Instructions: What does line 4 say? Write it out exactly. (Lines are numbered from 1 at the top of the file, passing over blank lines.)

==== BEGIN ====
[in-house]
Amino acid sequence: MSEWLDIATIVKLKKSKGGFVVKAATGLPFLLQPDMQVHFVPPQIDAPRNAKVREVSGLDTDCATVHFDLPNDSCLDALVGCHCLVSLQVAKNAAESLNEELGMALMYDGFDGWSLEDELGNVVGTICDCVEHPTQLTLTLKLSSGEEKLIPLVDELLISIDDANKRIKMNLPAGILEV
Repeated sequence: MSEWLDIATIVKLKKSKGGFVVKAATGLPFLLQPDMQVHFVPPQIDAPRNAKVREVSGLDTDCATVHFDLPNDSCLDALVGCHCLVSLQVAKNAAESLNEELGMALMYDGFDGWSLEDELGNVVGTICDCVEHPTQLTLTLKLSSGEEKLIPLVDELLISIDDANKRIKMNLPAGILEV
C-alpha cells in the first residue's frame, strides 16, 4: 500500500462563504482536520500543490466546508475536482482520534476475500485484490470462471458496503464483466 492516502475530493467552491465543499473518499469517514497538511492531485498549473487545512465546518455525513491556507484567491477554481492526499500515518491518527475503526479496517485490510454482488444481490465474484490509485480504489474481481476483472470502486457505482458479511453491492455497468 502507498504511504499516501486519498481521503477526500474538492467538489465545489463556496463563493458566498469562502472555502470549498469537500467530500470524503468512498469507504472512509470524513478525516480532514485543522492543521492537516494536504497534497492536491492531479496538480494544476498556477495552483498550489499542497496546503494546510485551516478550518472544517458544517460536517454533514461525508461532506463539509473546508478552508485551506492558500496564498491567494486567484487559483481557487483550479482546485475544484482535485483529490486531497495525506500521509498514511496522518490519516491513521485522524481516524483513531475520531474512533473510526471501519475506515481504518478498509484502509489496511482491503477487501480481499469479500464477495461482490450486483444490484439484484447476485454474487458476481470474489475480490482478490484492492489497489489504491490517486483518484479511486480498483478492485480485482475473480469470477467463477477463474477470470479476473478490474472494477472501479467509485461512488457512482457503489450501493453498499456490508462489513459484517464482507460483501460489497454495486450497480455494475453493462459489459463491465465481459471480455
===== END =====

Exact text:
C-alpha cells in the first residue's frame, strides 16, 4: 500500500462563504482536520500543490466546508475536482482520534476475500485484490470462471458496503464483466 492516502475530493467552491465543499473518499469517514497538511492531485498549473487545512465546518455525513491556507484567491477554481492526499500515518491518527475503526479496517485490510454482488444481490465474484490509485480504489474481481476483472470502486457505482458479511453491492455497468 502507498504511504499516501486519498481521503477526500474538492467538489465545489463556496463563493458566498469562502472555502470549498469537500467530500470524503468512498469507504472512509470524513478525516480532514485543522492543521492537516494536504497534497492536491492531479496538480494544476498556477495552483498550489499542497496546503494546510485551516478550518472544517458544517460536517454533514461525508461532506463539509473546508478552508485551506492558500496564498491567494486567484487559483481557487483550479482546485475544484482535485483529490486531497495525506500521509498514511496522518490519516491513521485522524481516524483513531475520531474512533473510526471501519475506515481504518478498509484502509489496511482491503477487501480481499469479500464477495461482490450486483444490484439484484447476485454474487458476481470474489475480490482478490484492492489497489489504491490517486483518484479511486480498483478492485480485482475473480469470477467463477477463474477470470479476473478490474472494477472501479467509485461512488457512482457503489450501493453498499456490508462489513459484517464482507460483501460489497454495486450497480455494475453493462459489459463491465465481459471480455